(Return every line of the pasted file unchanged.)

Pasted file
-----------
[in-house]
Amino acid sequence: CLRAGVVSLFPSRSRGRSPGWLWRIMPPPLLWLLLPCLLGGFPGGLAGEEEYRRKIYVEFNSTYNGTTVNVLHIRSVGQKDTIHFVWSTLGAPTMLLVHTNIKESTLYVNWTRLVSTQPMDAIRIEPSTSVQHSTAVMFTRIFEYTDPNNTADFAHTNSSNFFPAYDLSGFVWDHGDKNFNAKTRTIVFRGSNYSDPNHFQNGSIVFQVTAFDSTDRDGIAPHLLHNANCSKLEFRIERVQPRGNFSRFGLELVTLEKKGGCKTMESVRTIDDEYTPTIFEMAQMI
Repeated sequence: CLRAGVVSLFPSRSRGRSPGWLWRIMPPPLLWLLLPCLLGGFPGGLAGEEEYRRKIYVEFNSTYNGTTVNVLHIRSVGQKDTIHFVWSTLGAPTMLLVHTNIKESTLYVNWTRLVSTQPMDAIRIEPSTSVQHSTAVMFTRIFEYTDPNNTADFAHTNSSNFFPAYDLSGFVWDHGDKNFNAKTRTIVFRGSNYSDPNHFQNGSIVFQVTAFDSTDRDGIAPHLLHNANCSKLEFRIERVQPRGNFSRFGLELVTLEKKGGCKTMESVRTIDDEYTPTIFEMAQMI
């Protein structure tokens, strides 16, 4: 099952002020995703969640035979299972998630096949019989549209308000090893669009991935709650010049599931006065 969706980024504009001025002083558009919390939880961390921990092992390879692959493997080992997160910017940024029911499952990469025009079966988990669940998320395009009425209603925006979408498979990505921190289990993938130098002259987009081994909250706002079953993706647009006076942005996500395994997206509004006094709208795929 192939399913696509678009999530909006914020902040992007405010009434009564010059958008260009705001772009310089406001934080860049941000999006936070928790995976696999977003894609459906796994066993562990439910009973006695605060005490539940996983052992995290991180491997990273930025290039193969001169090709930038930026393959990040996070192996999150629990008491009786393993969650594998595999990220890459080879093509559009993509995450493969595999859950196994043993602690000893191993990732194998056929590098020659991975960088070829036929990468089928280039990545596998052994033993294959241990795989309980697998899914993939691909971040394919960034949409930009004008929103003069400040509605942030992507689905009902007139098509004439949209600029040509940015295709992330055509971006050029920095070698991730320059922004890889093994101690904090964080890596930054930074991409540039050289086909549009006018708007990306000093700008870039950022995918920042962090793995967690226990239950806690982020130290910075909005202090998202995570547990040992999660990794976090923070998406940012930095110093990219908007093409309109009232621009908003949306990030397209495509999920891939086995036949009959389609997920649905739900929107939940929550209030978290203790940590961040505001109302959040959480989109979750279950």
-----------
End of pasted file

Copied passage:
[in-house]
Amino acid sequence: CLRAGVVSLFPSRSRGRSPGWLWRIMPPPLLWLLLPCLLGGFPGGLAGEEEYRRKIYVEFNSTYNGTTVNVLHIRSVGQKDTIHFVWSTLGAPTMLLVHTNIKESTLYVNWTRLVSTQPMDAIRIEPSTSVQHSTAVMFTRIFEYTDPNNTADFAHTNSSNFFPAYDLSGFVWDHGDKNFNAKTRTIVFRGSNYSDPNHFQNGSIVFQVTAFDSTDRDGIAPHLLHNANCSKLEFRIERVQPRGNFSRFGLELVTLEKKGGCKTMESVRTIDDEYTPTIFEMAQMI
Repeated sequence: CLRAGVVSLFPSRSRGRSPGWLWRIMPPPLLWLLLPCLLGGFPGGLAGEEEYRRKIYVEFNSTYNGTTVNVLHIRSVGQKDTIHFVWSTLGAPTMLLVHTNIKESTLYVNWTRLVSTQPMDAIRIEPSTSVQHSTAVMFTRIFEYTDPNNTADFAHTNSSNFFPAYDLSGFVWDHGDKNFNAKTRTIVFRGSNYSDPNHFQNGSIVFQVTAFDSTDRDGIAPHLLHNANCSKLEFRIERVQPRGNFSRFGLELVTLEKKGGCKTMESVRTIDDEYTPTIFEMAQMI
């Protein structure tokens, strides 16, 4: 099952002020995703969640035979299972998630096949019989549209308000090893669009991935709650010049599931006065 969706980024504009001025002083558009919390939880961390921990092992390879692959493997080992997160910017940024029911499952990469025009079966988990669940998320395009009425209603925006979408498979990505921190289990993938130098002259987009081994909250706002079953993706647009006076942005996500395994997206509004006094709208795929 192939399913696509678009999530909006914020902040992007405010009434009564010059958008260009705001772009310089406001934080860049941000999006936070928790995976696999977003894609459906796994066993562990439910009973006695605060005490539940996983052992995290991180491997990273930025290039193969001169090709930038930026393959990040996070192996999150629990008491009786393993969650594998595999990220890459080879093509559009993509995450493969595999859950196994043993602690000893191993990732194998056929590098020659991975960088070829036929990468089928280039990545596998052994033993294959241990795989309980697998899914993939691909971040394919960034949409930009004008929103003069400040509605942030992507689905009902007139098509004439949209600029040509940015295709992330055509971006050029920095070698991730320059922004890889093994101690904090964080890596930054930074991409540039050289086909549009006018708007990306000093700008870039950022995918920042962090793995967690226990239950806690982020130290910075909005202090998202995570547990040992999660990794976090923070998406940012930095110093990219908007093409309109009232621009908003949306990030397209495509999920891939086995036949009959389609997920649905739900929107939940929550209030978290203790940590961040505001109302959040959480989109979750279950």